Example: Add a Computed Field to a Table

In this topic we add a computed field to a table.   The value of a computed field in each row is automatically calculated based on an expression using snippets of SQL.  Such snippets might be so simple, like A * B, we might not even think of them as SQL, but the expression could be a very robust and intricate expression using SQL functions and other constructs.

 

For our first example we use a very simple expression that multiplies two fields.

 

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We open a table called Products that is taken from the nwind example database.  The table has been simplified to only five fields to more easily fit into illustrations.   The Products table shows a list of products, each having a price.   We will add a new field called Total Price that multiplies Unit Price by Units in Stock to get what the total price would be to purchase all of the units in stock for that record.  Perhaps "Inventory Value" would be a better name for that calculated result, but in this example we simply use the name Total Price.

 

We choose Edit - Schema  to launch the Schema dialog for the table.

 

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In the Schema dialog we click on the <new field> choice to add a new field.

 

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Additional controls appear at the bottom of the Schema dialog.  We enter Total Price as the name of the new field and we choose a type of float64.  We then enter the expression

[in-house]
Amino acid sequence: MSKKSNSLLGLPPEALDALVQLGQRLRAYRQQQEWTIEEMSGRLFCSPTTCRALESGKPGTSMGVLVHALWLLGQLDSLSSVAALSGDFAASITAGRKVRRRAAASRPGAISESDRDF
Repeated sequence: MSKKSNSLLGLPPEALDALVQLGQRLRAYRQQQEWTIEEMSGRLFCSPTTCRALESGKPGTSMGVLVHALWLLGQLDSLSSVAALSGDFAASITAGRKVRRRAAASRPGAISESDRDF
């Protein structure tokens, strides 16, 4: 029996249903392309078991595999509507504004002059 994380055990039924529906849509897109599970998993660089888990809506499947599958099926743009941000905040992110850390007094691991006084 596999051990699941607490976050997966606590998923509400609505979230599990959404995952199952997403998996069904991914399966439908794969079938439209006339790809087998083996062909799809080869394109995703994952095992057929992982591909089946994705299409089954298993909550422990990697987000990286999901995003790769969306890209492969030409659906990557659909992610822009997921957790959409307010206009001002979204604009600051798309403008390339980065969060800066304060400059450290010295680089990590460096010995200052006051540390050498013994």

[Unit Price] * [Units in Stock]

 

into the Expression box.  As with any SQL expression, the names of the fields are in square [ ] brackets, to make it clear what we intend since the field names have spaces in them.  We press Add to add the new computed field to the schema.

 

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We then press OK to update the table's schema to add the new computed field, and to close the Schema dialog.

 

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The table immediately updates to include the new, computed field and to show the values computed in that field.  The new computed field is shown in light gray background color since it is a read-only field.  The contents of a computed field are calculated based on the expression for that field and cannot be edited by double-clicking into a cell to edit that cell.   From the table we can see, for example, that 702 is indeed the result of multiplying 18 by 39.

 

Most calculations go so fast that computed fields appear to be immediately filled in.   What actually is going on is that initially the column is shown with light gray color and then as calculations are completed for each record the value for that record is filled in.   For very complicated calculations we might notice a flicker of gray color while the fields are filled in, but in most cases the table just appears as if it was always filled with those values.

 

If we ever forget what the expression is that drives a computed field, we can choose Edit - Schema again to open the schema for the table.

 

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The Schema dialog will report the Expression used to populate that computed field.

 

Dynamic Computation

Computed fields are dynamically updated.  If we change the values of fields used in the expression the value shown for the computed field will change.  This is similar to how changing the value of a cell in a spreadsheet application like Excel will automatically cause cells that use that value to recalculate their contents.